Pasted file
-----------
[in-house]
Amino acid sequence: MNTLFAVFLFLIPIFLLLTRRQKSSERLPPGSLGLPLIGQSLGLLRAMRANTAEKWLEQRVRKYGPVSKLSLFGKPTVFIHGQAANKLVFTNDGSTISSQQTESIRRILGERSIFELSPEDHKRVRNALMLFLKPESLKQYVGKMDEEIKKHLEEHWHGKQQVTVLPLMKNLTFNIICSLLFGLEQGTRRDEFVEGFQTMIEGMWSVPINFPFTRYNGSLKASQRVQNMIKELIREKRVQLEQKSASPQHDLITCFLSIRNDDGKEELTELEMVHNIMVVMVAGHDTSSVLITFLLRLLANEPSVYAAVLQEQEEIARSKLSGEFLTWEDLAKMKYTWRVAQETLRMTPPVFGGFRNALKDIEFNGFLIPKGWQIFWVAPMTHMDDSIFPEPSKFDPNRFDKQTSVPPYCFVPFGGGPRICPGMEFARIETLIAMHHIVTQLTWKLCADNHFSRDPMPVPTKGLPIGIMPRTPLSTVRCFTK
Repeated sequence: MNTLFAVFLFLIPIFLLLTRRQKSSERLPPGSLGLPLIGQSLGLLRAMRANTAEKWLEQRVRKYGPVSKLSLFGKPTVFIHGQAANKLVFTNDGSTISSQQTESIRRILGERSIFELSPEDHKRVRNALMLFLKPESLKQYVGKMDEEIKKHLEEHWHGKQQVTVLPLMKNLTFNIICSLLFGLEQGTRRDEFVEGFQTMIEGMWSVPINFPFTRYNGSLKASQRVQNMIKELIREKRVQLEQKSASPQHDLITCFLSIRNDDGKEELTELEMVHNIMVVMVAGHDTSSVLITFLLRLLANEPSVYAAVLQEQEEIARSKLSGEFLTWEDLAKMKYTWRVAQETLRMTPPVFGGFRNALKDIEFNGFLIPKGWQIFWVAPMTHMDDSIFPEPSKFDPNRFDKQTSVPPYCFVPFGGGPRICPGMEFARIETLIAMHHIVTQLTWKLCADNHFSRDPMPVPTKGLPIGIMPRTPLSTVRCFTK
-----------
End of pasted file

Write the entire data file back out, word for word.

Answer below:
[in-house]
Amino acid sequence: MNTLFAVFLFLIPIFLLLTRRQKSSERLPPGSLGLPLIGQSLGLLRAMRANTAEKWLEQRVRKYGPVSKLSLFGKPTVFIHGQAANKLVFTNDGSTISSQQTESIRRILGERSIFELSPEDHKRVRNALMLFLKPESLKQYVGKMDEEIKKHLEEHWHGKQQVTVLPLMKNLTFNIICSLLFGLEQGTRRDEFVEGFQTMIEGMWSVPINFPFTRYNGSLKASQRVQNMIKELIREKRVQLEQKSASPQHDLITCFLSIRNDDGKEELTELEMVHNIMVVMVAGHDTSSVLITFLLRLLANEPSVYAAVLQEQEEIARSKLSGEFLTWEDLAKMKYTWRVAQETLRMTPPVFGGFRNALKDIEFNGFLIPKGWQIFWVAPMTHMDDSIFPEPSKFDPNRFDKQTSVPPYCFVPFGGGPRICPGMEFARIETLIAMHHIVTQLTWKLCADNHFSRDPMPVPTKGLPIGIMPRTPLSTVRCFTK
Repeated sequence: MNTLFAVFLFLIPIFLLLTRRQKSSERLPPGSLGLPLIGQSLGLLRAMRANTAEKWLEQRVRKYGPVSKLSLFGKPTVFIHGQAANKLVFTNDGSTISSQQTESIRRILGERSIFELSPEDHKRVRNALMLFLKPESLKQYVGKMDEEIKKHLEEHWHGKQQVTVLPLMKNLTFNIICSLLFGLEQGTRRDEFVEGFQTMIEGMWSVPINFPFTRYNGSLKASQRVQNMIKELIREKRVQLEQKSASPQHDLITCFLSIRNDDGKEELTELEMVHNIMVVMVAGHDTSSVLITFLLRLLANEPSVYAAVLQEQEEIARSKLSGEFLTWEDLAKMKYTWRVAQETLRMTPPVFGGFRNALKDIEFNGFLIPKGWQIFWVAPMTHMDDSIFPEPSKFDPNRFDKQTSVPPYCFVPFGGGPRICPGMEFARIETLIAMHHIVTQLTWKLCADNHFSRDPMPVPTKGLPIGIMPRTPLSTVRCFTK